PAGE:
15 May 2015

Peruvian Banana Farmers Adept at Adaptation

Organic banana farmers in Peru are seeing the effect of climate change and beginning the process of adapting with help from Kaufland, a German chain of super markets, and Fairtrade International.

2015 Kaufland Climate Training Peru 870
Farmers received training in the effects of climate change,sustainable agricultural practices, integrated pest management and more.
Image: Fairtrade International

In mid-2013 organic banana producers from Piura in Peru were hit by a severe outbreak of red rust thrips, believed to be triggered by climate change. These tiny insects eat banana flowers and young bananas, leaving red spots on the skin and making them unsuitable for export. The infestation affected 40% of banana farms and reduced exports by 30%.

This is just one way climate change will have a great impact on the banana supply chain, affecting banana producers the most, but also traders and retailers. Fairtrade considers that all in the supply chain have a responsibility to take action in response to climate change and support farmers as they adapt to a changing climate.

Fairtrade’s Climate Change Programme aims to increase resilience and adaptation capacity of farmers whilst securing sustainable production.

Responding to this challenge Fairtrade sponsored by Kaufland, German supermarket winner of the Fairtrade award 2014, and in partnership with the Association of Small Organic Producers from Querecotillo (APOQ) and the National University of Piura, implemented a one-year project in Sullana, Peru to help organic banana producers find local solutions to control red rust thrips, raise awareness and increase resilience to climate change.

Kaufland logo

The project had four parts – first, 200 farmers got a better understanding of climate change, its impacts on banana production and their region, and identified adaptation measures for their banana plots, through a trainer of trainers approach.

At three field schools, the farmers were trained on sustainable agricultural practices, appropriate fertilization considering soil components and structure, integrated pest management and monitoring, and cultural management of the banana plant and plots.

At the end of the project 80 percent of participants were using practices like mulching, pruning, deflowering, removal and protection of banana hands. Pests and diseases were under control, including red rust thrips, and the amount of crop discarded for export was at a minimum.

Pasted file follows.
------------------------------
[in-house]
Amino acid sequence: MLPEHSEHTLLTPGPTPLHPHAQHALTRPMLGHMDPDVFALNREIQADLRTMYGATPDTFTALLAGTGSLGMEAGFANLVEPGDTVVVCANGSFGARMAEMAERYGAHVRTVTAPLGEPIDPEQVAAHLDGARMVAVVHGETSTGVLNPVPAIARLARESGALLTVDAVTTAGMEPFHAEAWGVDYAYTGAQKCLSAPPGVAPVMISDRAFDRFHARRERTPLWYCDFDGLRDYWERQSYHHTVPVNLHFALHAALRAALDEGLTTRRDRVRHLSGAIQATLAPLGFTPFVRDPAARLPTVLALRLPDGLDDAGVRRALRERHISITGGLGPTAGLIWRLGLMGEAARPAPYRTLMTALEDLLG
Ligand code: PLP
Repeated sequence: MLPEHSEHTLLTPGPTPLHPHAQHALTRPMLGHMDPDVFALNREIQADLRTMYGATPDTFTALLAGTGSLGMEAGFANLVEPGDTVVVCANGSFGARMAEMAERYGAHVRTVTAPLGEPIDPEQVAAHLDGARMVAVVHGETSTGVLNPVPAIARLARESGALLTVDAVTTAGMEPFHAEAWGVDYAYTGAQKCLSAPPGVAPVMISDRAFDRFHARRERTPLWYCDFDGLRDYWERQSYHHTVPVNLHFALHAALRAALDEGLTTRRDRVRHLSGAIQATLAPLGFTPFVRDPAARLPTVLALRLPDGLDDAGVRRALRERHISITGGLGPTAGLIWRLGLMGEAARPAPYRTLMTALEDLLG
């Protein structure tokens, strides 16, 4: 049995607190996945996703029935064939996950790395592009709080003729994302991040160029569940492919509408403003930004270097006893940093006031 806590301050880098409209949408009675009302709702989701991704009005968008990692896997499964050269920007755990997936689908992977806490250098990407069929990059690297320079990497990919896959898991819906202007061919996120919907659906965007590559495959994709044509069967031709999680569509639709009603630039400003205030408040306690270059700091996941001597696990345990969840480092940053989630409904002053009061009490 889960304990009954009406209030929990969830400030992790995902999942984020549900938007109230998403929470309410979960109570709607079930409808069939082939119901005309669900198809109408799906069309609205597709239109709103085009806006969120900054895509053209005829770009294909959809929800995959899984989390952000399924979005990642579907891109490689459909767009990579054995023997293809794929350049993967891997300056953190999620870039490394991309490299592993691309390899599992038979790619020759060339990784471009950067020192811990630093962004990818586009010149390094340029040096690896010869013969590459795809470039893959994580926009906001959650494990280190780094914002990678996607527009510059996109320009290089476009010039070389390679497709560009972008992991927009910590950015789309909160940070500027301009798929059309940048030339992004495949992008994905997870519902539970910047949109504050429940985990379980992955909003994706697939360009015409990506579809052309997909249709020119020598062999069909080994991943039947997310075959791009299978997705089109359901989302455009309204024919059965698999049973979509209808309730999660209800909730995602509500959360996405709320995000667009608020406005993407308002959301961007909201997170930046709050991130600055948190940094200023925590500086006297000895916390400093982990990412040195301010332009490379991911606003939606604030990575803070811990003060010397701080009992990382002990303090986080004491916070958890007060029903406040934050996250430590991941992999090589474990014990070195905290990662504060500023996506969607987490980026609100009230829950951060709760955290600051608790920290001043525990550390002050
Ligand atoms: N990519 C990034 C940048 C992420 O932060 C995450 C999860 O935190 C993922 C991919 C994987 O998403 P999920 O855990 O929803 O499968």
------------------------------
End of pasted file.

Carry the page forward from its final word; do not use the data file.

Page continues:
"With the project I learned how to best manage my plot. I also gain recognition and praise from my fellow farmers, which encourages me to keep improving because one never stops learning," Felizandro Bellasmin Ogoña. “It is important to keep on training farmers.”

Two demonstration plots served as models of good management where participants could see fertilization, organic pest monitoring and control and cultural management practices in action. Plus, two different irrigation systems showcased ways to reduce consumption of water as resources become scarcer. A system of sleeves and gates was installed in one plot and a sprinkle irrigation system in the other. Both irrigation systems were operated by trained technical support from APOQ as part of the project.

Finally, students of the National University of Piura researched organic and biological control of red rust thrips. They evaluated use of colour traps and plants around the banana plots. They also tested commercial organic biocides and vegetable and plant extracts available locally to control the populations of thrips. As a result, they recommended to producers that they plant live fences to increase biodiversity on the plots and use traps to control thrips. The commercial controls distributed by APOQ to farmers were effective and they also recommended using local plants and garlic extracts to repel the insects.

APOQ will apply and share this knowledge with other small organic banana producers of Piura to begin tackling the effects of climate change, secure their livelihoods and our banana supplies for years to come. Peru is very vulnerable to climate change and farmers will face higher temperatures and longer periods of droughts and floods. This is one step towards climate resilient supply chains, but there is more to be done to increase resilience of producers.

2015 Kaufland Climate Student 870
Students from the National University of Piura researched how to manage red rust thrips and provided farmers with advice.
Image: Fairtrade International